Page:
Today’s guest post is from Kim Donahue. Kim is the resident governance expert at Boardable. In a fun tongue-in-cheek tone, she shares a perfect formula for making sure your board committees don’t work! And she knows. With over 30 years of nonprofit experience, Kim was named one of the “100 Community Heroes” by the United Way of Central Indiana on their 100th anniversary. Boardable is an online board management portal that organizes everything that goes into running a board of directors in a way that leads to increased board engagement.
The Recipe for Nonprofit Committee Failure
By: Kim Donahue, Nonprofit Governance Coach at Boardable
Nonprofit boards are made up of individuals with different expertise and interests. How can you harness a board member’s experience without overloading them? Committees offer the perfect way to leverage individual knowledge to get even more done.
Committees can be highly beneficial to a nonprofit board, but only if they are healthy and well-run. Let’s go over what NOT to do when structuring or managing nonprofit committees.
Nonprofit Committee Failure Formula
- Be sure to have a vague purpose for the committee. If you want a committee to implode, invite various members to be on it, but with no clear objective or reason for existing. For success, be sure each committee has a specific area of focus. Common examples are a governance committee, fundraising, and a marketing / communications committee.
- Don’t specify roles for individuals. In the worst committees, no one is providing direction to the group, and no one knows who to report to. For optimal failure, have a few people who think they are in charge, with no guidance from the board! A healthy committee should have a leader who can help guide the group, report to the board at large, and communicate needs and requests to the organization and staff.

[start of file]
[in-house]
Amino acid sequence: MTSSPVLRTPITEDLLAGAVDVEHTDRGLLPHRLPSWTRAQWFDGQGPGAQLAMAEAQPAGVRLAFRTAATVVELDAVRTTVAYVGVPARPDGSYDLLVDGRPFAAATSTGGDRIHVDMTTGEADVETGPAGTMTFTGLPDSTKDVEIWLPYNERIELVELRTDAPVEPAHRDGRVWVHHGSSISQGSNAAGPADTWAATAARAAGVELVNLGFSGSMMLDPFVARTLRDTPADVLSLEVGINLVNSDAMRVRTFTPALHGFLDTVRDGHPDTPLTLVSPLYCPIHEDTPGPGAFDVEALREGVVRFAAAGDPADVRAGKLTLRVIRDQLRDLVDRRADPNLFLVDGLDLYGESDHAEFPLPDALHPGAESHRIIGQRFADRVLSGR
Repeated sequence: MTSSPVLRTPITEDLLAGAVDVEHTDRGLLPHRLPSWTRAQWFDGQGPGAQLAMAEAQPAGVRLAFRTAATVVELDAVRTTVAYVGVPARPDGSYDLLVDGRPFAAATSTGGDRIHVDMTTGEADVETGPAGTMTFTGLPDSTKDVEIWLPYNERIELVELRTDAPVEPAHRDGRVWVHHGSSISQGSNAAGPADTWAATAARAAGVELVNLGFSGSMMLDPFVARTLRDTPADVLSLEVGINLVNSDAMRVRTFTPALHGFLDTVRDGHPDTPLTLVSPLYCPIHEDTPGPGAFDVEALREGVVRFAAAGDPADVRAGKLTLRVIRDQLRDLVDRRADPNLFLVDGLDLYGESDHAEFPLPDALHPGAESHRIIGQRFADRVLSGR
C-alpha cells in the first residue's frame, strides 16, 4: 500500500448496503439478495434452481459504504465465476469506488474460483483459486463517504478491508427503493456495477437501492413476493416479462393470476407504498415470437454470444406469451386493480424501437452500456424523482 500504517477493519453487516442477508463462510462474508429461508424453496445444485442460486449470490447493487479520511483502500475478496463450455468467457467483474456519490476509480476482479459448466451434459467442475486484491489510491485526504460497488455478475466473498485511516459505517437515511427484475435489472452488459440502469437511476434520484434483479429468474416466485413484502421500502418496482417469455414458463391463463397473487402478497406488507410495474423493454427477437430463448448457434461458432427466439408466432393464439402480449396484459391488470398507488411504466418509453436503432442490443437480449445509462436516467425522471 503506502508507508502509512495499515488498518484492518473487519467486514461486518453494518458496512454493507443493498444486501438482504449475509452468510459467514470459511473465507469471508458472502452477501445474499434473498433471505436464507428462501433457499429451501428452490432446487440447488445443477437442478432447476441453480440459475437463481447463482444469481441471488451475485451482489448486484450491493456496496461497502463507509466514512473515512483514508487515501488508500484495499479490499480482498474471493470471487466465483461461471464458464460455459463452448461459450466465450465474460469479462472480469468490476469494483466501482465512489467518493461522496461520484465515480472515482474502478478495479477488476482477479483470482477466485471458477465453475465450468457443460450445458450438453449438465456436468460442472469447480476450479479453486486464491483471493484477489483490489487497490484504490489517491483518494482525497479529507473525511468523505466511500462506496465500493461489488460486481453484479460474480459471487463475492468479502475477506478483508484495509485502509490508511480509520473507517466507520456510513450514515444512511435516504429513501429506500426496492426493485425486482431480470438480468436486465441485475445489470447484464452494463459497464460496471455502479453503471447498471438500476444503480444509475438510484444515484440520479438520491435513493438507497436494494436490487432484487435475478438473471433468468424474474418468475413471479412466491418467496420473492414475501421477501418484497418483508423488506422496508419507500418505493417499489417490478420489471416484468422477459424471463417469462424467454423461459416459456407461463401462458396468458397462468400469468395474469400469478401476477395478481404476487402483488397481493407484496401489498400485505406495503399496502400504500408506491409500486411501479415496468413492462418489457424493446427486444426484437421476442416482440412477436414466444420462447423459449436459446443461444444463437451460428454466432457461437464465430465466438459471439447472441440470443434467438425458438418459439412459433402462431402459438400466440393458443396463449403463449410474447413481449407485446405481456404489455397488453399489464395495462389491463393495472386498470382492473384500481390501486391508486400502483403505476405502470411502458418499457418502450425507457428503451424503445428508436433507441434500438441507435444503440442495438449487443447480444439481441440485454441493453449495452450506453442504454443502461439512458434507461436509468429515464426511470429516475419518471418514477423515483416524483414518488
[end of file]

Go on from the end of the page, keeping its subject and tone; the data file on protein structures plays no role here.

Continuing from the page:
- “Silo” the committee with no interaction with staff or other committees. Render a committee completely ineffective by restricting their ability to find out how their operations impact anyone else. On the other hand, help a committee do their best by having easy access to key staff members that closely align with their responsibilities and subject area. This ensures that your nonprofit committees can build relationships with staff and know who to reach out to if information or assistance is needed.
- Start a new committee for every new challenge that arises. Each fundraising event, every volunteer day, and every revision of bylaws should have its own standing committee that meets regularly all year long, even if they have nothing to work on. This is a crucial ingredient for committee failure! If you’d like to avoid everyone dropping out of your committees though, consider ad hoc groups. These are perfect for short-term projects that need focused attention, but not a permanent committee.
By safeguarding your committees from this recipe for failure, you ensure a healthy and productive environment. Keep goals and expectations clear, communication open, and keep committee service simple. Your organization will be all the better for it.
If you like this, you’ll love the replay of the “Ask Coach Kim” webinar at https://boardable.com/blog/webinar-replay-ask-coach-kim/
And for how board members can help with fundraising during the pandemic, check out 21 Ways for Board Members to Help With Their Nonprofit’s Fundraising at https://fundraisingcoach.com/board-fundraising/
Thanks for this post. There’s so much attention given to fundrasing, board members, etc. but it’s great to get some useful info about making the most of committees.
You’re welcome! 🙂